My impressions this summer on a first trip to Egypt were mostly of the usual sort: pyramids (and temples, too) out of scale with anything human, an unrelenting sun dictating still, as for millennia, the tempo of each day, and everywhere the press of bodies. But perhaps unusually, the Sphinx left me less with a feeling of timelessness and awe than with a sense of impending disaster - of the imminent collision of the now with the forever.
This huge, mutilated face, which has stared silently and mostly alone into nearly 5000 years of sunrises, now watches daily the inexorable advance across the Nile of a chaotic modern city, Cairo, that has more than doubled in size in my lifetime, to 15 million. One has difficulty imagining here the 21st century.
But I also learned something quite unexpected; namely, that King Tut (or more properly, Tutankhamun), that singular pharaoh who occupies in our collective consciousness a status not unlike that of President Kennedy, was in truth "the nothing pharaoh." (Note the nothing pharaoh, not simply a nothing pharaoh.)
These were not initially my words, but rather those that came at every opportunity from our Egyptian guides, as if they needed somehow to set the record straight. And they did.
A single day's excursion, encompassing Cairo's Egyptian Museum and the great pyramids at nearby Giza, was enough to convince me. Comprising 2,300,000 multi-ton blocks of limestone, the greatest pyramid of Egypt is that covering the burial chamber of Pharaoh Khufu, who ruled during the Old Kingdom (2600 BC).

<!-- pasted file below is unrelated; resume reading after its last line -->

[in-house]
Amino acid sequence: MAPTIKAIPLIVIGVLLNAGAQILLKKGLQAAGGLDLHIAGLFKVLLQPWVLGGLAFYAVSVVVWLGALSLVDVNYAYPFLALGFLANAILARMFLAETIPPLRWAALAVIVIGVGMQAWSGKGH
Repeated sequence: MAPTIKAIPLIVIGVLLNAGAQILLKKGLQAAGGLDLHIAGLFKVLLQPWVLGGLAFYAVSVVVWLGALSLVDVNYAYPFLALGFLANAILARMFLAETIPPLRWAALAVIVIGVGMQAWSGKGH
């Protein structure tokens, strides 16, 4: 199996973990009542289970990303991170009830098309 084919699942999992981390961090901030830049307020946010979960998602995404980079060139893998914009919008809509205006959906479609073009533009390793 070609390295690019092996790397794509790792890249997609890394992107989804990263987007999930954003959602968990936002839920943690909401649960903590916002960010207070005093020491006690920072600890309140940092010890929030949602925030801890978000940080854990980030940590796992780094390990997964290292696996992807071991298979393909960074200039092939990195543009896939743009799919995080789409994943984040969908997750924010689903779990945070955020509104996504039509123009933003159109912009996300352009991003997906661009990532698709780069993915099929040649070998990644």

The last surviving Wonder of the Ancient World, this truly incomprehensible monument to engineering and the afterlife is given only the slightest hint of personality in the Cairo Museum by way of a single tiny ivory statuette of its builder. By contrast, the face of King Tut, mostly rendered large and in gold, dominates the museum's entire second floor.
This is the famous "Treasure of Tutankhamun" discovered by Howard Carter in the Valley of the Kings in November 1922. It was the subject of sensational news accounts then, and during the 1970s became firmly imprinted in America's popular imagination through what was the first and remains the greatest of all blockbuster museum tours.
Who was Tutankhamun? The facts, such as they exist, are remarkable for being so unremarkable.
But for what is still, despite Tut's historical "nothingness," a fabulous treasure and a wonderful story of discovery, I recommend Nicholas Reeves' "The Complete Tutankhamun" (1990, Thames and Hudson) where, over 200 pages of text and illustrations, Tut the historical figure gets just two pages!
There is much more, covering the entire spectrum from serious scholarship to entertaining nonsense, to play. A search for book titles on Amazon.com brings up 65 entries for Tutankhamun (in various spellings), although nearly half of the items are listed as being out of print. Of the remaining books, around 10 are for young readers ranging from 4 to 12 years. A number of others are coloring and activity books, including an entire book of scale architectural paper models of King Tut's tomb. You can have the fun of putting back together in an afternoon what it took Howard Carter more than six years to take apart!
At least six of the listed books are novels - which makes sense, what little we know of the historical figure. And four more are part of the "Tutankhamun's Tomb Series" of technical books on specific artifacts from the tomb, of which, for example, the ninth is "Model Boats from the Tomb of Tutankhamun" by Dilwyn Jones (1990, Aris & Phillips).